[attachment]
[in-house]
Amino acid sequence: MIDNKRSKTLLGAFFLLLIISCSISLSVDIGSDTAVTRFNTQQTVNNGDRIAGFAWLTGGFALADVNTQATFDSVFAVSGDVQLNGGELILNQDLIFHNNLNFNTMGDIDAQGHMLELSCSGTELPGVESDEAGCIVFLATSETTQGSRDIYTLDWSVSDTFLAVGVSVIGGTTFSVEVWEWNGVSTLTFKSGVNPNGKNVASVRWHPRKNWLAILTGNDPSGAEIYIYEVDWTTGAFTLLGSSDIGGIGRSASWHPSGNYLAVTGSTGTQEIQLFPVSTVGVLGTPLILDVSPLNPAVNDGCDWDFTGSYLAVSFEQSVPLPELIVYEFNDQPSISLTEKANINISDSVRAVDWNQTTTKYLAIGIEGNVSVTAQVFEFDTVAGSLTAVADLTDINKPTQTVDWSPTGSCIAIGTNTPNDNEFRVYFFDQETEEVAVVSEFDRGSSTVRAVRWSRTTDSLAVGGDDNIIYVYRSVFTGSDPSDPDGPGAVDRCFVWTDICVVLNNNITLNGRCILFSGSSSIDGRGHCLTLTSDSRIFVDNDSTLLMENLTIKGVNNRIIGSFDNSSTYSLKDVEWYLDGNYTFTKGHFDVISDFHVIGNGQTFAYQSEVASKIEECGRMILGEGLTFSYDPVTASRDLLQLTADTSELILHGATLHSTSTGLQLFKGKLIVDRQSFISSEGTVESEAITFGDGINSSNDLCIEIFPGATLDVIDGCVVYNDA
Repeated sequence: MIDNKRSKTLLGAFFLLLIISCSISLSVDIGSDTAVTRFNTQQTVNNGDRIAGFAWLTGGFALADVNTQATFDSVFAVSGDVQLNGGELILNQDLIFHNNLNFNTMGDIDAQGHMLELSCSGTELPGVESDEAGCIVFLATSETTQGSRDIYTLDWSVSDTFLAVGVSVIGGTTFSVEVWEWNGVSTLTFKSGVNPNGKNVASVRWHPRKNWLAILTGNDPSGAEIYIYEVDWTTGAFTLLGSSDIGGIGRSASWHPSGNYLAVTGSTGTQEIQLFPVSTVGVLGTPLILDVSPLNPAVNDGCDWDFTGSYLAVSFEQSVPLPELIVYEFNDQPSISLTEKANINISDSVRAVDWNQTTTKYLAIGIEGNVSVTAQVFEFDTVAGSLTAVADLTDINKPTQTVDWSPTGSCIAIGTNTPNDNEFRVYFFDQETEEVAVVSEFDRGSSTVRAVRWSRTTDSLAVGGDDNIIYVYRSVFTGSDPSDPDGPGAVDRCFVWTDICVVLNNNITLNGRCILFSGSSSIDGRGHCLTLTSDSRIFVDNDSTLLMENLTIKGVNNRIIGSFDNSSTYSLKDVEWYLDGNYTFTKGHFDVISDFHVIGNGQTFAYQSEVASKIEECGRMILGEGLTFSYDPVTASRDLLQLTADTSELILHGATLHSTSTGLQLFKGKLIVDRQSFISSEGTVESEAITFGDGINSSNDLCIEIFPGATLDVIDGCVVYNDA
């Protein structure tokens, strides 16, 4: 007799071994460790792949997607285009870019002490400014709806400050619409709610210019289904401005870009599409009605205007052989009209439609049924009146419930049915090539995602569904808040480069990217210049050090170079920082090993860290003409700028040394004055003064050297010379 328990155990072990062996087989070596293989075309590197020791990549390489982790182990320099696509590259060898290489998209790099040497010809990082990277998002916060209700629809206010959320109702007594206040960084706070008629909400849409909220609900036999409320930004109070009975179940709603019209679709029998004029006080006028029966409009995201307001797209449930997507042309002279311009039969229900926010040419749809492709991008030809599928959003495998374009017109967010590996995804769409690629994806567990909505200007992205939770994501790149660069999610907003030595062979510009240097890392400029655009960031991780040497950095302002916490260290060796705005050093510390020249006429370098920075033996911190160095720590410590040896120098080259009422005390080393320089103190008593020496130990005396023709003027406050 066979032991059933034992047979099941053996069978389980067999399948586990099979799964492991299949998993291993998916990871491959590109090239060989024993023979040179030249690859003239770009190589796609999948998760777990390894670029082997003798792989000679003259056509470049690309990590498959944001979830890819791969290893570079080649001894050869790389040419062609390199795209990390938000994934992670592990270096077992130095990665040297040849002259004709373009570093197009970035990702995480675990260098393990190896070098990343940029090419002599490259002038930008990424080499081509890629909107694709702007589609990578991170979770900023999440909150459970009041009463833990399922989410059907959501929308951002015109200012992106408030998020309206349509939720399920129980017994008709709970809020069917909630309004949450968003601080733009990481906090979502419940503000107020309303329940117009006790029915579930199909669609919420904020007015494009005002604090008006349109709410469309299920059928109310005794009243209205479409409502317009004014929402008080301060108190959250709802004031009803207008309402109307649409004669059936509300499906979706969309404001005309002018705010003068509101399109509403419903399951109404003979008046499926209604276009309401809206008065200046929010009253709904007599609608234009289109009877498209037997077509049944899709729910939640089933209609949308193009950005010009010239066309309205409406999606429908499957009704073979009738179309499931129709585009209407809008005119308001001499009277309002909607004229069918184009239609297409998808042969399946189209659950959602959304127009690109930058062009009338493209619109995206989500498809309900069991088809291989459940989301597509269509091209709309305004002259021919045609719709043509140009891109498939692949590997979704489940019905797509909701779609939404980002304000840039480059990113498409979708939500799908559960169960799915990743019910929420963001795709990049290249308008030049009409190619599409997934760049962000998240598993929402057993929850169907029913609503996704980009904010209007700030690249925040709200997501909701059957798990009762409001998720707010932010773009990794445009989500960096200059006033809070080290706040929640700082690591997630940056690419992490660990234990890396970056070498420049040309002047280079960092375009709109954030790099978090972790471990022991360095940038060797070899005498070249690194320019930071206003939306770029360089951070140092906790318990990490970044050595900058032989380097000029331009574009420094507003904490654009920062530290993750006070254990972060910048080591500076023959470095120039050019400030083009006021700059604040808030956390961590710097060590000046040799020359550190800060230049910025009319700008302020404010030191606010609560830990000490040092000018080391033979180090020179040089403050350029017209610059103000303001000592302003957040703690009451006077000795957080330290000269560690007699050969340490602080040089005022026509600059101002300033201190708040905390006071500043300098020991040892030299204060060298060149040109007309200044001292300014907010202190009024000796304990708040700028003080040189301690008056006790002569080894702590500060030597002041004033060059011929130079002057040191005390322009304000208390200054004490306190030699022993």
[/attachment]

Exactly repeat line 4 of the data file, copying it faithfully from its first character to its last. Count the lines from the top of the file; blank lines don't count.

């Protein structure tokens, strides 16, 4: 007799071994460790792949997607285009870019002490400014709806400050619409709610210019289904401005870009599409009605205007052989009209439609049924009146419930049915090539995602569904808040480069990217210049050090170079920082090993860290003409700028040394004055003064050297010379 328990155990072990062996087989070596293989075309590197020791990549390489982790182990320099696509590259060898290489998209790099040497010809990082990277998002916060209700629809206010959320109702007594206040960084706070008629909400849409909220609900036999409320930004109070009975179940709603019209679709029998004029006080006028029966409009995201307001797209449930997507042309002279311009039969229900926010040419749809492709991008030809599928959003495998374009017109967010590996995804769409690629994806567990909505200007992205939770994501790149660069999610907003030595062979510009240097890392400029655009960031991780040497950095302002916490260290060796705005050093510390020249006429370098920075033996911190160095720590410590040896120098080259009422005390080393320089103190008593020496130990005396023709003027406050 066979032991059933034992047979099941053996069978389980067999399948586990099979799964492991299949998993291993998916990871491959590109090239060989024993023979040179030249690859003239770009190589796609999948998760777990390894670029082997003798792989000679003259056509470049690309990590498959944001979830890819791969290893570079080649001894050869790389040419062609390199795209990390938000994934992670592990270096077992130095990665040297040849002259004709373009570093197009970035990702995480675990260098393990190896070098990343940029090419002599490259002038930008990424080499081509890629909107694709702007589609990578991170979770900023999440909150459970009041009463833990399922989410059907959501929308951002015109200012992106408030998020309206349509939720399920129980017994008709709970809020069917909630309004949450968003601080733009990481906090979502419940503000107020309303329940117009006790029915579930199909669609919420904020007015494009005002604090008006349109709410469309299920059928109310005794009243209205479409409502317009004014929402008080301060108190959250709802004031009803207008309402109307649409004669059936509300499906979706969309404001005309002018705010003068509101399109509403419903399951109404003979008046499926209604276009309401809206008065200046929010009253709904007599609608234009289109009877498209037997077509049944899709729910939640089933209609949308193009950005010009010239066309309205409406999606429908499957009704073979009738179309499931129709585009209407809008005119308001001499009277309002909607004229069918184009239609297409998808042969399946189209659950959602959304127009690109930058062009009338493209619109995206989500498809309900069991088809291989459940989301597509269509091209709309305004002259021919045609719709043509140009891109498939692949590997979704489940019905797509909701779609939404980002304000840039480059990113498409979708939500799908559960169960799915990743019910929420963001795709990049290249308008030049009409190619599409997934760049962000998240598993929402057993929850169907029913609503996704980009904010209007700030690249925040709200997501909701059957798990009762409001998720707010932010773009990794445009989500960096200059006033809070080290706040929640700082690591997630940056690419992490660990234990890396970056070498420049040309002047280079960092375009709109954030790099978090972790471990022991360095940038060797070899005498070249690194320019930071206003939306770029360089951070140092906790318990990490970044050595900058032989380097000029331009574009420094507003904490654009920062530290993750006070254990972060910048080591500076023959470095120039050019400030083009006021700059604040808030956390961590710097060590000046040799020359550190800060230049910025009319700008302020404010030191606010609560830990000490040092000018080391033979180090020179040089403050350029017209610059103000303001000592302003957040703690009451006077000795957080330290000269560690007699050969340490602080040089005022026509600059101002300033201190708040905390006071500043300098020991040892030299204060060298060149040109007309200044001292300014907010202190009024000796304990708040700028003080040189301690008056006790002569080894702590500060030597002041004033060059011929130079002057040191005390322009304000208390200054004490306190030699022993």